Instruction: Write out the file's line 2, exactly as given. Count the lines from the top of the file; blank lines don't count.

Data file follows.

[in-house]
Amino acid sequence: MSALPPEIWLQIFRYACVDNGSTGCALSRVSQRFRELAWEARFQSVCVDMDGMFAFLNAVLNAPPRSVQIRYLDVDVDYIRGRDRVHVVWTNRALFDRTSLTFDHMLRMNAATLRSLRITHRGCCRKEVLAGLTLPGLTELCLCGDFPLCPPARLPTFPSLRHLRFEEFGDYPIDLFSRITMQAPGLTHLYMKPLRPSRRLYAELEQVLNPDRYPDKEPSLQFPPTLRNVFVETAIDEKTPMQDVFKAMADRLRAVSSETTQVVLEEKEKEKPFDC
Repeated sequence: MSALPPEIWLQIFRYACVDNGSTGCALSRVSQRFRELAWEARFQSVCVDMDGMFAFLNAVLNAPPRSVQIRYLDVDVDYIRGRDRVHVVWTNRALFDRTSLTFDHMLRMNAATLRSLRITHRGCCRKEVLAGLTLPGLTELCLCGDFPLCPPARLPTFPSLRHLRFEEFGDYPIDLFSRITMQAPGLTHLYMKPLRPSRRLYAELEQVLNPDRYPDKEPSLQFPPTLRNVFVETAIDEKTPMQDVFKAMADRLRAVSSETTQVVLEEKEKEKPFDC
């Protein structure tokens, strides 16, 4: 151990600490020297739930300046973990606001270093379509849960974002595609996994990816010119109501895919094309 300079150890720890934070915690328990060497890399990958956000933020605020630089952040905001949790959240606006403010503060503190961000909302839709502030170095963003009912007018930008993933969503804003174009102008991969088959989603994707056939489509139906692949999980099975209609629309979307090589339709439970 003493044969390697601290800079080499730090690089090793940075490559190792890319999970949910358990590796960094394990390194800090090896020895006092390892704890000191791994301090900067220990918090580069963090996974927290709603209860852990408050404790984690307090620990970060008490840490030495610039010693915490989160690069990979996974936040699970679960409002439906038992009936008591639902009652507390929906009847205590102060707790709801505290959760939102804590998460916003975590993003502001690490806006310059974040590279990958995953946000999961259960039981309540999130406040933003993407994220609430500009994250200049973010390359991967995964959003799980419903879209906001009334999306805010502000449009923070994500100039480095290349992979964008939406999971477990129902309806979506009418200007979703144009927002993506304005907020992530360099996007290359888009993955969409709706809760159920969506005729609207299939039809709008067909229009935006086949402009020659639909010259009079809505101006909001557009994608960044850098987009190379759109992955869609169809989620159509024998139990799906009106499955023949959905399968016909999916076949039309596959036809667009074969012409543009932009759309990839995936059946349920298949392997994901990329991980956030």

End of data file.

Amino acid sequence: MSALPPEIWLQIFRYACVDNGSTGCALSRVSQRFRELAWEARFQSVCVDMDGMFAFLNAVLNAPPRSVQIRYLDVDVDYIRGRDRVHVVWTNRALFDRTSLTFDHMLRMNAATLRSLRITHRGCCRKEVLAGLTLPGLTELCLCGDFPLCPPARLPTFPSLRHLRFEEFGDYPIDLFSRITMQAPGLTHLYMKPLRPSRRLYAELEQVLNPDRYPDKEPSLQFPPTLRNVFVETAIDEKTPMQDVFKAMADRLRAVSSETTQVVLEEKEKEKPFDC